(The Center Square) – It’s not often an ethics complaint filed by one lawmaker against another is resolved within 24 hours, but that’s exactly what Florida House Speaker Jose Oliva did Tuesday in announcing no action would be taken against Rep. Anthony Sabatini.
Rep. Cindy Polo, D-Miramar, filed a complaint Monday against Sabatini, R-Howey-in-the-Hills, for “openly calling for violence” against protesters on Twitter.
In a Saturday tweet, Sabatini posted a photo of an AR-15 and wrote, “Attention potential ‘protesters’ coming near Lake County, FL. This is an AR-15 — this will be a very common sight upon illegal entry at any Lake County business — FYI!”
Polo cited two sections from Rules of the Florida House and said, “This kind of dangerous language and behavior should not be tolerated. It threatens the safety of U.S. citizens exercising their constitutionally protected rights of assembly and speech to highlight the everyday injustices the black community faces.”
Oliva, R-Miami Lakes, in a statement relayed over seven tweets Tuesday, concluded Sabatini’s comments did not violate House rules.
“Rep. Sabatini’s comments were no doubt provocative, as for their wisdom, I will leave that to the public at large however, they were directed specifically at a hypothetical party who would engage in an unlawful act,” he tweeted. “I therefore do not feel it is within my authority to take official action.”
Oliva said he was “in receipt of a few letters” regarding Sabatini’s tweet.
“Imagery notwithstanding, it is my conclusion the wording of the tweet does not constitute a direct or preemptive threat to any specific person, organized group or entity,” Oliva wrote. “The rules do not and should not grant presiding officers the power to determine the wisdom of member’s speech. This is a truth I think we all can agree on.”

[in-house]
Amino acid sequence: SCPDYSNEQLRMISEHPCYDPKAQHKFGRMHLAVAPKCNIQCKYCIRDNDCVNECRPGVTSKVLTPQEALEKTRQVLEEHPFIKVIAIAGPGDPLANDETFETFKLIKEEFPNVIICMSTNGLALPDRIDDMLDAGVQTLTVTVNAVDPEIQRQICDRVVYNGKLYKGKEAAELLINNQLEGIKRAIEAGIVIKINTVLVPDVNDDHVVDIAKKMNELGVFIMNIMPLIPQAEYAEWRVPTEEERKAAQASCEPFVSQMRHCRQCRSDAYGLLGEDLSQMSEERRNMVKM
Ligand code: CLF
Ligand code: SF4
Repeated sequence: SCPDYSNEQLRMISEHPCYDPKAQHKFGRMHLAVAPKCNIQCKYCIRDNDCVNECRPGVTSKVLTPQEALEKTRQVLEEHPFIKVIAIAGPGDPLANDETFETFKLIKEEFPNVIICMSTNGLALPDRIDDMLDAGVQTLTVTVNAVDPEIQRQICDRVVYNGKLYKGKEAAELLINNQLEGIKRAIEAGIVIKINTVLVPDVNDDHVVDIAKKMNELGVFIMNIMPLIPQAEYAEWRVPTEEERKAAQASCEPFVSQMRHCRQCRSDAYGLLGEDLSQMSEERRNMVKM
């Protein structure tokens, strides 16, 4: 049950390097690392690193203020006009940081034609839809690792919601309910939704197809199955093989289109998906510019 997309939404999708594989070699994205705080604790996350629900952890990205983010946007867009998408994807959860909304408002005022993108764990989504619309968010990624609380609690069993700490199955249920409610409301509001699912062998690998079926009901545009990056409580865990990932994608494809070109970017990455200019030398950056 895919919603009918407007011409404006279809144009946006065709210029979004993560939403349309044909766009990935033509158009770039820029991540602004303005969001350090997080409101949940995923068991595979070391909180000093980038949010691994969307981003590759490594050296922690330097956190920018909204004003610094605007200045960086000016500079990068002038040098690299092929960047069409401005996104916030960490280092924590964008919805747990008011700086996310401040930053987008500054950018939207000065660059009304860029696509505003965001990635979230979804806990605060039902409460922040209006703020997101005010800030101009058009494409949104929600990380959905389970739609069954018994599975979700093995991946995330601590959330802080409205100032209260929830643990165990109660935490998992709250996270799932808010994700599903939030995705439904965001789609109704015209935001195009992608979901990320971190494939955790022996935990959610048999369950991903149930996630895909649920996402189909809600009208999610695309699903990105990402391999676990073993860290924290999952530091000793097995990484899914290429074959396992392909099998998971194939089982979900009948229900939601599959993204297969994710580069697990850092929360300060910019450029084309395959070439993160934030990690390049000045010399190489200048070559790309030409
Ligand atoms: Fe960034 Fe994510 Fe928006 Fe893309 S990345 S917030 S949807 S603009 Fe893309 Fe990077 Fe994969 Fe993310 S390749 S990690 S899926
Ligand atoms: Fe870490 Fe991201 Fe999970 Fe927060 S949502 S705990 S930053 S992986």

Sabatini is not the only Florida official drawing fire as state and congressional lawmakers use Twitter feeds to defend or abhor President Donald Trump’s call to designate “Antifa” – a characterization for nebulous, ad hoc left-wing, anarchist groups – as “domestic terrorists” and to react to his Monday threat to use U.S. military troops against protesters.
U.S. Rep Matt Gaetz, R-Pensacola, in a Monday tweet from his personal Twitter account, asked, “Now that we clearly see Antifa as terrorists, can we hunt them down like we do those in the Middle East?”
The tweet was cited by Twitter for “glorifying violence” but not removed. Gaetz responded with a Breitbart interview and attacks on Twitter “censorship” in his Hot Takes podcast.
But Gaetz’s response to Trump’s call for “law and order” to be enforced by the military if necessary was relatively muted and succinct – “God bless President @realDonaldTrump” – as were those from other Florida Republicans, who expressed support for protesters’ right to demonstrate while backing the president’s call to take a tougher stance against violence.
Florida’s congressional Democrats, meanwhile, lambasted Trump, including Rep. Val Demings, the former Orlando police chief who is said to be a front-runner to be Joe Biden’s vice president running mate.
“This president, who wouldn’t lift a finger to help Americans dying of COVID-19, will gladly impose martial law. Resist,” Demings tweeted.
“Craven actions by a small president who was never fit to lead,” Rep. Kathy Castor tweeted. “We need a president who can unify and heal.”
“Rubber bullets & noxious gas to clear peaceful protesters for a reality tv moment at a church,” tweeted Rep. Ted Deutch. “No governor should emulate/allow this in their state.”
“This was a shameful and appalling abuse of power – for a photo op,” tweeted Rep. Frederica Wilson. “U.S. soldiers should never be used against the American public.”